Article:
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Theorem: If A and B are non-empty sets, and A and B are disjoint, then $$ |A \bigcup B| = |A|+|B|$$ If I have n sets and all of them are disjoint, then $ |A_1 \bigcup A_2 \bigcup...\bigcup A_n| = |A_1|+|A_2|+...+|A_n|$

If I want to prove that, can I do like this?

1) By the theorem we know that is it true fpr n=2

2) we suppose that it is $ A_1, A_2, ... , A_k $ is disjoint then $$ |A_1 \bigcup A_2 \bigcup...\bigcup A_k| = |A_1|+|A_2|+...+|A_k|$$

3) we suppose that $ A_1, A_2, ... , A_k, A_{k+1} $ is disjoint sets, then it follows that $A_1 \bigcup A_2 \bigcup...\bigcup A_k$ and $A_{k+1}$ are disjoint sets. The theorem above then applies that $$ |A_1 \bigcup A_2 \bigcup...\bigcup A_k\bigcup A_{k+1}| = |A_1|+|A_2|+...+|A_k|+|A_{k+1}|$$ and by 2) $$ |A_1 \bigcup A_2 \bigcup...\bigcup A_k| = |A_1|+|A_2|+...+|A_k|$$ so $$ |A_1 \bigcup A_2 \bigcup...\bigcup A_k\bigcup A_{k+1}| = |A_1|+|A_2|+...+|A_k|+|A_{k+1}|$$ The result follows now from induction principle.

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What you have is fine. I've tidied it up a little, exploiting the $\bigcup$ notation a little more here:

Theorem: If $A$ and $B$ are non-empty sets, and $A$ and $B$ are disjoint, then $$ \left\vert A \cup B\right\vert = |A|+|B|$$

Proposition: If we have $n$ pairwise disjoint sets, then $ \left\vert\bigcup_{j=1}^{n} A_j\right\vert = \sum_{j=1}^{n}|A_j|$

Proof of Proposition:

The case of $n=1$ is trivial.

Base Case: By the theorem we know that the proposition holds for $n=2$

Induction hypothesis: Assume that for some $k$, whenever $ A_1, A_2, \ldots, A_k $ are disjoint then $$ \left\vert\bigcup_{j=1}^{k} A_j\right\vert = \sum_{j=1}^{k}|A_j|$$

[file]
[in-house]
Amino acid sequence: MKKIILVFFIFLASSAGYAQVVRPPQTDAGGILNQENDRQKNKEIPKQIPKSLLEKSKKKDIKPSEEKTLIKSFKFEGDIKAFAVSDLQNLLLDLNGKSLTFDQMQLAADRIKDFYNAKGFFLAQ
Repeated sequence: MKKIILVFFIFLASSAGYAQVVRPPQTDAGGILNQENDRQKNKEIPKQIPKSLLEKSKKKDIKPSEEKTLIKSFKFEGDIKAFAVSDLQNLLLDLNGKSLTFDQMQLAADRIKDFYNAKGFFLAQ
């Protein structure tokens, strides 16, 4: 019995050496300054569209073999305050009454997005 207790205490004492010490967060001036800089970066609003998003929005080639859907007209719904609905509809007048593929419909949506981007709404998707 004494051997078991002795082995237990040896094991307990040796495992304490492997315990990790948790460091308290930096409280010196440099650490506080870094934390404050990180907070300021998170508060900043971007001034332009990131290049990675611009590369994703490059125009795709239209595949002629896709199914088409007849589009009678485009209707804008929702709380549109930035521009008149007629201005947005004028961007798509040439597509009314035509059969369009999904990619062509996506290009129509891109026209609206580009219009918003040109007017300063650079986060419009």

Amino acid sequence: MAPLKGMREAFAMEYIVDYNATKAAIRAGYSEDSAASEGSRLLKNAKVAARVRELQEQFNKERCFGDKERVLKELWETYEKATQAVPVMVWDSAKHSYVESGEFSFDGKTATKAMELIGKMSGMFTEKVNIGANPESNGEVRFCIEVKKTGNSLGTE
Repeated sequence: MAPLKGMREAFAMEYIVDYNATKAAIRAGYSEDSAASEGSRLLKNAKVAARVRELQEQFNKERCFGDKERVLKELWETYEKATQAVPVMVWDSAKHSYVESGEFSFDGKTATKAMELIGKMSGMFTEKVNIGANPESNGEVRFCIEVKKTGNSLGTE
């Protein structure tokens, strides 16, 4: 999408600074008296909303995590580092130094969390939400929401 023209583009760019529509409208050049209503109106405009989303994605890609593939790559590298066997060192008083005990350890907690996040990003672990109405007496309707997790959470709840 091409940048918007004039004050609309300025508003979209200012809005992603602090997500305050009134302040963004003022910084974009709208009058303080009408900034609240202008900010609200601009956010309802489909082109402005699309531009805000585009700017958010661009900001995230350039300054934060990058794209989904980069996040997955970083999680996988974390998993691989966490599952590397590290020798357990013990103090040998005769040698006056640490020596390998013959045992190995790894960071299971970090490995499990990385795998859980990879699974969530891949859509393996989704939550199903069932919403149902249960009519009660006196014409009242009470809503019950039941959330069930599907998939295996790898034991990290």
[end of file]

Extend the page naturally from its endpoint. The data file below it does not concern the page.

We now suppose that $ A_1, A_2, \ldots , A_k, A_{k+1} $ are pairwise disjoint. It follows that $\bigcup_{j=1}^{k}A_j$ and $A_{k+1}$ are disjoint sets. The Theorem tells us that $$ \left|\bigcup_{j=1}^{k+1} A_j\right| = \left\vert \left(\bigcup_{j=1}^{k} A_{j}\right) \cup A_{k+1}\right\vert= \left\vert \bigcup_{j=1}^{k} A_{j} \right\vert + \left\vert A_{k+1}\right\vert.$$

Now applying the induction hypothesis to this, we get $$\left|\bigcup_{j=1}^{k+1} A_j\right|=\left(\sum_{j=1}^{k}|A_j|\right)+|A_{k+1}|=\sum_{j=1}^{k+1}\vert A_{j}\vert$$ concluding our proof.


I've tried to follow your reasoning as closely as I could here. It is actually possible to be slightly more efficient. The base case really should be $n=1$. The proof for $n=2$ follows from this base case and the argument for the inductive step (which is really just an invocation of the Theorem).

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  • $\begingroup$ I originally included this version as an edit, but it is more appropriate here. Sorry about any confusion. $\endgroup$
    – Unwisdom
    Apr 26, 2014 at 17:37
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    $\begingroup$ The very first indexed union symbol has a typo in the lower index, it says $n=j$ instead of $j=1$. $\endgroup$
    – Asaf Karagila
    Apr 26, 2014 at 17:58
  • $\begingroup$ @AsafKaragila - Thanks - I have made the correction. $\endgroup$
    – Unwisdom
    Apr 26, 2014 at 18:13

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